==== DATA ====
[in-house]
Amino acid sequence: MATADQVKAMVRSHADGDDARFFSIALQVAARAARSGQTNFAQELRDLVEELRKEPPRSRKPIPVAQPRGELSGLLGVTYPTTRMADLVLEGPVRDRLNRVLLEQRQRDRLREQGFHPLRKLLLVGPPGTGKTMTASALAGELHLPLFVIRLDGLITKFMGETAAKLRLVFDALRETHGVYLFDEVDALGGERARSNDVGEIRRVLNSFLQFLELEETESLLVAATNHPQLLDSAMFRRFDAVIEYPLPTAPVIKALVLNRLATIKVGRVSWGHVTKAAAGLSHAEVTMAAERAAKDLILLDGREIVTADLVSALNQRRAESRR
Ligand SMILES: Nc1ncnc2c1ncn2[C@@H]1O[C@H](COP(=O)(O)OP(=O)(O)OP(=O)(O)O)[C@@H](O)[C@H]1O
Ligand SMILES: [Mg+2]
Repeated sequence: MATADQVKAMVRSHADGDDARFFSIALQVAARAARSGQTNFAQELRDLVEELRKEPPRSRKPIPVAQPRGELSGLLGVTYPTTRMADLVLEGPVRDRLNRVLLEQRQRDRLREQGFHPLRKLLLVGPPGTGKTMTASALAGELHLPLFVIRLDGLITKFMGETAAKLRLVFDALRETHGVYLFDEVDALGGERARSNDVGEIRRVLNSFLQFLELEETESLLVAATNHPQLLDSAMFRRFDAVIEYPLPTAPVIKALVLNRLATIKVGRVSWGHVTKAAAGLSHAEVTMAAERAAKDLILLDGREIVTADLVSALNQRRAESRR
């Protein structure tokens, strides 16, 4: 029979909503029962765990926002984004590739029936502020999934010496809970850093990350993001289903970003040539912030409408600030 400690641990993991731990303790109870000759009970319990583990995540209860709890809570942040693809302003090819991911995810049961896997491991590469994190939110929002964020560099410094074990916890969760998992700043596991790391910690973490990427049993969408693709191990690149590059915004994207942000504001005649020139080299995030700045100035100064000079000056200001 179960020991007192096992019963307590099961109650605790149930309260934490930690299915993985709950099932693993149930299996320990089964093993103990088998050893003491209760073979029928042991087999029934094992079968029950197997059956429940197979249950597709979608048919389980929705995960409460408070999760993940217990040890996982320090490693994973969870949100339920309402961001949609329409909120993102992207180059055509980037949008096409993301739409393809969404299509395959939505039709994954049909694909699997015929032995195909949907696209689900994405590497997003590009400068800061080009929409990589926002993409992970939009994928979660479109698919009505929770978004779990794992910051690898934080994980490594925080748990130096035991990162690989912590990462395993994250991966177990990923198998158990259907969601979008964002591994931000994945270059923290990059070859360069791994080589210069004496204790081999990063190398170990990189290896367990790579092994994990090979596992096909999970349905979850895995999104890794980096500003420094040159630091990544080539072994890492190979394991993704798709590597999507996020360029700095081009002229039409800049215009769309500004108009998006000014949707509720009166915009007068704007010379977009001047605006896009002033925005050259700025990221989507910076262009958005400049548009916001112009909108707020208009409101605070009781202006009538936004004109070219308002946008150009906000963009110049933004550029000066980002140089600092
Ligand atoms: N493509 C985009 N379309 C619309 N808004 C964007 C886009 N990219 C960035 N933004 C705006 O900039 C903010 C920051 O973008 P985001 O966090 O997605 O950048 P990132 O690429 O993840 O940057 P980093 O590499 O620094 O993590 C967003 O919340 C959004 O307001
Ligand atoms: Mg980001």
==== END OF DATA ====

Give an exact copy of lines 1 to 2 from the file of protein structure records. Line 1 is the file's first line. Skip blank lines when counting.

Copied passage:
[in-house]
Amino acid sequence: MATADQVKAMVRSHADGDDARFFSIALQVAARAARSGQTNFAQELRDLVEELRKEPPRSRKPIPVAQPRGELSGLLGVTYPTTRMADLVLEGPVRDRLNRVLLEQRQRDRLREQGFHPLRKLLLVGPPGTGKTMTASALAGELHLPLFVIRLDGLITKFMGETAAKLRLVFDALRETHGVYLFDEVDALGGERARSNDVGEIRRVLNSFLQFLELEETESLLVAATNHPQLLDSAMFRRFDAVIEYPLPTAPVIKALVLNRLATIKVGRVSWGHVTKAAAGLSHAEVTMAAERAAKDLILLDGREIVTADLVSALNQRRAESRR